Free Credit Monitoring for Equifax Breach Victims

Millions of consumers whose data may have been exposed have been notified to sign up for the monitoring service.

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In 2017, credit bureau Equifax announced that the sensitive personal information of 147 million people had been exposed in a data breach. As part of Equifax’s settlement with regulators, affected consumers were able to sign up for free monitoring of their credit reports from Equifax as well as the other two major credit bureaus, Experian and TransUnion.

Early this year, the settlement became final, and if you were among those who filed a claim for credit monitoring (the deadline was in January 2020), you should have received a letter or an e-mail from info@equifaxbreachsettlement.com with instructions to sign up for daily three-bureau monitoring with Experian IdentityWorks. You must enroll by June 27, 2022. For more details, you can check this page on the Federal Trade Commission website.

Names, birth dates and Social Security numbers are among the data involved in the breach. Those are key pieces of information that a criminal can use to open credit accounts in your name, among other forms of identity theft (opens in new tab). If a new inquiry (a request by a lender to view your credit report), credit card, loan or collection account pops up on your credit reports, IdentityWorks should notify you.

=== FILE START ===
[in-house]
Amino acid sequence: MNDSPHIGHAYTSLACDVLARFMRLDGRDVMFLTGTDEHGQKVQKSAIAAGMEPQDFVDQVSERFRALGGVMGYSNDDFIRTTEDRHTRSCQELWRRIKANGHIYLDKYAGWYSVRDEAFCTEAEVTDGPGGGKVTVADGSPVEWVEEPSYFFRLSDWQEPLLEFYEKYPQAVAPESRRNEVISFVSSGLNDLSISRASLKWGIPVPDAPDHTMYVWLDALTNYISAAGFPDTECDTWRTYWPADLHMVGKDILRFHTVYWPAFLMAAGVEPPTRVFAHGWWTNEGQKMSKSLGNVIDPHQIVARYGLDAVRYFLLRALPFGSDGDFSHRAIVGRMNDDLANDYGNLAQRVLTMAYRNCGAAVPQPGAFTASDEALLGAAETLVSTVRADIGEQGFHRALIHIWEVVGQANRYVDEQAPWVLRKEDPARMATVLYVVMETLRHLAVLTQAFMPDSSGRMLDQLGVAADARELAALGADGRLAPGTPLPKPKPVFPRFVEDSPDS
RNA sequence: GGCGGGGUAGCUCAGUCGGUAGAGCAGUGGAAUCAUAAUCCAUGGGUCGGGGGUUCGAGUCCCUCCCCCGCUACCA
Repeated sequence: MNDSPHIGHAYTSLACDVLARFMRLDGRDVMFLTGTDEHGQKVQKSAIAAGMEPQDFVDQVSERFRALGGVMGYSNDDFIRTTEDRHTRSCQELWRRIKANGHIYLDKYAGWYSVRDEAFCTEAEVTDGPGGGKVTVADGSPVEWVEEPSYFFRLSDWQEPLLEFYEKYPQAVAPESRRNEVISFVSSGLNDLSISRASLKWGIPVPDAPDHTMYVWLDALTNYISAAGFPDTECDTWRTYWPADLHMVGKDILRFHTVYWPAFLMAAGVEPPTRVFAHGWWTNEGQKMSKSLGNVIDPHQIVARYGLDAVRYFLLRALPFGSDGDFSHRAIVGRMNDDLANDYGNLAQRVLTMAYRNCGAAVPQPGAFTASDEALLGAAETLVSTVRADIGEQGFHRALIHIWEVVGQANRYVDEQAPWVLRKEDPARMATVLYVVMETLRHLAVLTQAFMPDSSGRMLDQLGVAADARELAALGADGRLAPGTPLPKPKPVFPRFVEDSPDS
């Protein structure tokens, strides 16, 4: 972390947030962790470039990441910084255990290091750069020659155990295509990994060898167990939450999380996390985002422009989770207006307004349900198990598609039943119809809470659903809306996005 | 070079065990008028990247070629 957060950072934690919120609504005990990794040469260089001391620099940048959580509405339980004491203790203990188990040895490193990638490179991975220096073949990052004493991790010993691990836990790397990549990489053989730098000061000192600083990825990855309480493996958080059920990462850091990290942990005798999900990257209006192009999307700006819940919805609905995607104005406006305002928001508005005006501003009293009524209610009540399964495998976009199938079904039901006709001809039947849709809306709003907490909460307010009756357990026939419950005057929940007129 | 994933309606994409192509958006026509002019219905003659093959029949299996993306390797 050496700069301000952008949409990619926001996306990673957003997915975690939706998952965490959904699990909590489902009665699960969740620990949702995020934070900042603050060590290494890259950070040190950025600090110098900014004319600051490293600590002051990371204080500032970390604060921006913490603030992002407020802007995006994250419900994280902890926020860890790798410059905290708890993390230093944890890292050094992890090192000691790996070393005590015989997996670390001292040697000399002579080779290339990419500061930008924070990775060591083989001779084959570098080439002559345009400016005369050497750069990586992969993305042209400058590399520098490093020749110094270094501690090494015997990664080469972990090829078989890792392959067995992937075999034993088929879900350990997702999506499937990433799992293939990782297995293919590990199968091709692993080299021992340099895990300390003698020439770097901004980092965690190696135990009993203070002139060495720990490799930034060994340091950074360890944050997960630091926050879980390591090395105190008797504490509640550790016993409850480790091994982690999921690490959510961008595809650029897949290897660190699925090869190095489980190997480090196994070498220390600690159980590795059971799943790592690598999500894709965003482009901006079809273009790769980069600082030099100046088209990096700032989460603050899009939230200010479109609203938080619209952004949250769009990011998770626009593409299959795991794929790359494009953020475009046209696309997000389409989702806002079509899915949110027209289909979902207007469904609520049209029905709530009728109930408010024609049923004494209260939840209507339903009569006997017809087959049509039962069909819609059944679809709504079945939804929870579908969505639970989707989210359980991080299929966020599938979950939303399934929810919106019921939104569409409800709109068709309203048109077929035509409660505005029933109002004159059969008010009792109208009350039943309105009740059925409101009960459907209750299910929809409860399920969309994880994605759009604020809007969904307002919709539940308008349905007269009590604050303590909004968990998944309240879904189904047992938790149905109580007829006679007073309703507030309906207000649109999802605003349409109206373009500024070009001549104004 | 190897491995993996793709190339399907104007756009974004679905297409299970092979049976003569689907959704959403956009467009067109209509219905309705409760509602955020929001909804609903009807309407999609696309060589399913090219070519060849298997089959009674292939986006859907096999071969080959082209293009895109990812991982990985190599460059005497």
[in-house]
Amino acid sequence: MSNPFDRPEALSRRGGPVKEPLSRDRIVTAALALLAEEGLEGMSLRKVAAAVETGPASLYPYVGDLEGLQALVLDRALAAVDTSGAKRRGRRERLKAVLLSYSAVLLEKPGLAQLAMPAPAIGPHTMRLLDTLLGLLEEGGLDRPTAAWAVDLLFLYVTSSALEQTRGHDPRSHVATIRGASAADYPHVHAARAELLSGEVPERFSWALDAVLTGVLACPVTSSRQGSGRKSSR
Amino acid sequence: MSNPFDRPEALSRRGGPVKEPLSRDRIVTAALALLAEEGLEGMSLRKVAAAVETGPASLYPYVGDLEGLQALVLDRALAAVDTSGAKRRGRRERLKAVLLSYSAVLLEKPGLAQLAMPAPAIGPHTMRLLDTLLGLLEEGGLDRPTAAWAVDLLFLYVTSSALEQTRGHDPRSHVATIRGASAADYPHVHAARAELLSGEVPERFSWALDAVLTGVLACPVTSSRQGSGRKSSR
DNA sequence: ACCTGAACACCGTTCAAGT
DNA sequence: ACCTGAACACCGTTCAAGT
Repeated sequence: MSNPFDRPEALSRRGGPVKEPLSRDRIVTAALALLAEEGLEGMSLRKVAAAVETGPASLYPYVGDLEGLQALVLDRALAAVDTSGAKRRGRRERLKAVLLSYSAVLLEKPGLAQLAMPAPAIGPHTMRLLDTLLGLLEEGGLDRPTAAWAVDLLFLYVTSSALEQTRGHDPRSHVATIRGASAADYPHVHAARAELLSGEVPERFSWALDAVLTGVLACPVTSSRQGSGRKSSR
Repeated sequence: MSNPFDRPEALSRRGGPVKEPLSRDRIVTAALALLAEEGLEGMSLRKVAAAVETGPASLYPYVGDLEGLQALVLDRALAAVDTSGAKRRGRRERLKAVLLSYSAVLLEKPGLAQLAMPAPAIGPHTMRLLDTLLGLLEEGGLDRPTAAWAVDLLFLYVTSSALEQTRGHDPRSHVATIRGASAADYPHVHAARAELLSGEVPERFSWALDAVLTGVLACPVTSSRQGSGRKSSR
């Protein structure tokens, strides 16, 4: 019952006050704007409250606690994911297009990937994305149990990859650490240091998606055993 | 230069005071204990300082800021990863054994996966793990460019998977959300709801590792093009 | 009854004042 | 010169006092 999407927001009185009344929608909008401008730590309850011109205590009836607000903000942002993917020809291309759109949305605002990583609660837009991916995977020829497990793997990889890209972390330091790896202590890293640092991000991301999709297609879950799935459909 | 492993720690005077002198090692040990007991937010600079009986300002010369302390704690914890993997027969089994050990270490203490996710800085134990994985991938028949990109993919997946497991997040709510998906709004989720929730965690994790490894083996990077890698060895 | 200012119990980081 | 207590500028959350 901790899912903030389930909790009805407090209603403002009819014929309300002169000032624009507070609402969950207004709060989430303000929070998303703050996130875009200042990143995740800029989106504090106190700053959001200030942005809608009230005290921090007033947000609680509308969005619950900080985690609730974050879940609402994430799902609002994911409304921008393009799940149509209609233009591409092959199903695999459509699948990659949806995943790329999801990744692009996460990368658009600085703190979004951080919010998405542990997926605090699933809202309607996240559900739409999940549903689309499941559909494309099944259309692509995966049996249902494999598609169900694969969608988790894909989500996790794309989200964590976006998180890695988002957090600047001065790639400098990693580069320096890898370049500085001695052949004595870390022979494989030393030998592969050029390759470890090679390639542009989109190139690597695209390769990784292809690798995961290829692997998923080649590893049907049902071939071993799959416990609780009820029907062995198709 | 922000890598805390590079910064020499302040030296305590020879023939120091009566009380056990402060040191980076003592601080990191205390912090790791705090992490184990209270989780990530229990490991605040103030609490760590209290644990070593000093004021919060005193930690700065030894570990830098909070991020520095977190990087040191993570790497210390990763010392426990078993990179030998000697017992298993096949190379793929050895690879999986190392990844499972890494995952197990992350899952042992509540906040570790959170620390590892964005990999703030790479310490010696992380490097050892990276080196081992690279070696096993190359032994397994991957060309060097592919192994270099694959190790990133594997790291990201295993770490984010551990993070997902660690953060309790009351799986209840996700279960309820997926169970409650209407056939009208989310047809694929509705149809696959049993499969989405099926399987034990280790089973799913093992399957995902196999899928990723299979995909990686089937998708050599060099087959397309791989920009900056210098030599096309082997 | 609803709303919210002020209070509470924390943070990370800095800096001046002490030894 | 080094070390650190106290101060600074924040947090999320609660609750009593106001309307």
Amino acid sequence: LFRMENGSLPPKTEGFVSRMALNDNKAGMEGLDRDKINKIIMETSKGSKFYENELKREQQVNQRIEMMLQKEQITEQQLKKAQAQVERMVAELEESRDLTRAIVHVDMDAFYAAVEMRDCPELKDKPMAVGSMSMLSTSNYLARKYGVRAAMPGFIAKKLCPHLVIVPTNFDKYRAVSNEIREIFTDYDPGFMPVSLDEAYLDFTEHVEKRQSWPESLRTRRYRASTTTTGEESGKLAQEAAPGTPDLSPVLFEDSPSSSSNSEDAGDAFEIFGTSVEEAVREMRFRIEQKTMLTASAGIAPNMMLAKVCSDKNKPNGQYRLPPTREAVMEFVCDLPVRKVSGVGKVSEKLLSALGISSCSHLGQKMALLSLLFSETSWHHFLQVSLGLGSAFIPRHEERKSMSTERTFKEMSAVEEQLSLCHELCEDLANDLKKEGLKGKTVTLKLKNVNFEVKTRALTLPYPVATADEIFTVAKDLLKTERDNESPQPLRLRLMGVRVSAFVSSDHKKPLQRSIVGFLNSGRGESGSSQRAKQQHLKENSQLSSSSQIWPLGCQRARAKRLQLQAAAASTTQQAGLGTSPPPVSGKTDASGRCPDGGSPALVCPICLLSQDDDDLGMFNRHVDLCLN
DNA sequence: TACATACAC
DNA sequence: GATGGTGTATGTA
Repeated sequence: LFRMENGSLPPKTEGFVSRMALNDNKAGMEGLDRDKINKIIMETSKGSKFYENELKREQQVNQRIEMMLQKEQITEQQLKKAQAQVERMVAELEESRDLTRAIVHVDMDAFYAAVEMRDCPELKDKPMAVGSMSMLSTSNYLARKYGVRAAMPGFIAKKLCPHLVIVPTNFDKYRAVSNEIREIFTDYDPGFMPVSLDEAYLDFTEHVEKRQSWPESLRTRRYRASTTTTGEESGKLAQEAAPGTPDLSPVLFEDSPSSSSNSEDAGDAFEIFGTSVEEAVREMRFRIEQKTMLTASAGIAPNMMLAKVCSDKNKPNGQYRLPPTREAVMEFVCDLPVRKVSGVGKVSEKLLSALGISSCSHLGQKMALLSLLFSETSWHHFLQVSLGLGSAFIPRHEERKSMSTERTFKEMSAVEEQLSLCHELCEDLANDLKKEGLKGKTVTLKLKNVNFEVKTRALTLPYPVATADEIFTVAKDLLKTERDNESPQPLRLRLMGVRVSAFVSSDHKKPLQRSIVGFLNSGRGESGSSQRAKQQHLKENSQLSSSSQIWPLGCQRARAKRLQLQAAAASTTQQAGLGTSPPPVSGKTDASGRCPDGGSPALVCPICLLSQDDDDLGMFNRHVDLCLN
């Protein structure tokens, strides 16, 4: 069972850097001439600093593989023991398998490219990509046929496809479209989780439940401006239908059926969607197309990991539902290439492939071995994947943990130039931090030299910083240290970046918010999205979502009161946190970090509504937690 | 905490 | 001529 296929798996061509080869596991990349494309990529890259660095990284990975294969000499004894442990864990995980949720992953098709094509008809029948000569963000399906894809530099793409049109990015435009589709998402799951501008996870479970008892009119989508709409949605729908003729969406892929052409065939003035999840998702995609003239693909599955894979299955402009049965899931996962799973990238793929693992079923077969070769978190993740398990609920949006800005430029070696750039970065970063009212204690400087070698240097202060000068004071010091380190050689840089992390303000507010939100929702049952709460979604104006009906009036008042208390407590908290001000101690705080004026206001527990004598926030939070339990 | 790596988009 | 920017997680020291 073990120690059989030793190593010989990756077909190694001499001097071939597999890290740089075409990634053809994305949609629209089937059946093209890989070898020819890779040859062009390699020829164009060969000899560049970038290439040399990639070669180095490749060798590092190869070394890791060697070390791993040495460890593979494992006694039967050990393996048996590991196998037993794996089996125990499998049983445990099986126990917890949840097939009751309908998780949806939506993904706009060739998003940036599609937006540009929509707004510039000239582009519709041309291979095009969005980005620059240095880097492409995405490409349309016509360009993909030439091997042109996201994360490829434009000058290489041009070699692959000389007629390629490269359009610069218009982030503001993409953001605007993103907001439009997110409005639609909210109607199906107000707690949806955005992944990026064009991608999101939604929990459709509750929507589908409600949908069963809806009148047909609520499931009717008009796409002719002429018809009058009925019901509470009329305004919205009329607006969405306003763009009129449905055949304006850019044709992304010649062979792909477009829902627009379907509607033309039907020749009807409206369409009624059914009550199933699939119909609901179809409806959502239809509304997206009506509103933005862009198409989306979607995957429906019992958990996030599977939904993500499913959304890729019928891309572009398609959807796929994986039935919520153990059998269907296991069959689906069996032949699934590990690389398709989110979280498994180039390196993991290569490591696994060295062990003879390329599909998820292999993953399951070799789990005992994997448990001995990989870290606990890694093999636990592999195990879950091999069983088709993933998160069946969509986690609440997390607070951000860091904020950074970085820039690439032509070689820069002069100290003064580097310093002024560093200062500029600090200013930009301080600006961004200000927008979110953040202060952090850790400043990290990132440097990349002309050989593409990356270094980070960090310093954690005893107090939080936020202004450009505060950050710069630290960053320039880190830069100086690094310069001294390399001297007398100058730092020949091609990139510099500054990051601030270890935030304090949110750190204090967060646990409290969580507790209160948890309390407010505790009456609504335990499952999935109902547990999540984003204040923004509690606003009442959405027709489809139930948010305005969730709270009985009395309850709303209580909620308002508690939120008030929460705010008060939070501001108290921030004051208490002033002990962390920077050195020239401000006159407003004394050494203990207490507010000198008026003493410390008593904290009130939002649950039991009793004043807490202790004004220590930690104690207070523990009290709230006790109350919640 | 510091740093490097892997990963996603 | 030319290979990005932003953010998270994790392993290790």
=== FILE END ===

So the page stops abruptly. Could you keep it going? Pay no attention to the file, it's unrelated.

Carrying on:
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The service also provides monitoring of internet black markets for your personal data, and up to $1 million in identity theft insurance, which reimburses you for certain expenses related to recovery from identity theft, such as lost wages or income, attorney and legal fees, and costs of child or elder care. You also get monthly access to your Experian credit report—although you can get a free credit report each week from each of the three major credit bureaus for the remainder of 2022 at www.annualcreditreport.com (opens in new tab), and through 2026 all U.S. consumers get seven free Equifax credit reports per year. Your IdentityWorks membership lasts for four years, and you don’t need to cancel the service when it expires.

Even if you didn’t file a claim, if you become an identity-theft victim, you can get free identity-restoration services—such as help contacting your banks and lenders and notifying law enforcement—if you are among those whose data was exposed in the Equifax breach. To check your eligibility, visit the Equifax Data Breach Settlement website (opens in new tab).

Lisa Gerstner
Contributing Editor, Kiplinger's Personal Finance

Lisa has spent 15 years with Kiplinger’s Personal Finance and heads up the magazine’s annual rankings of the best banks, best rewards credit cards, and financial-services firms with the best customer service. She reports on a variety of other topics, too, from retirement to health care to money concerns for millennials. She has shared her expertise as a guest on the Today Show, CNN, Fox, NPR, Cheddar and many other media outlets around the nation. Lisa graduated from Ball State University and received the school’s “Graduate of the Last Decade” award in 2014. A military spouse, she has moved around the U.S. and currently lives in the Philadelphia area with her husband and two sons.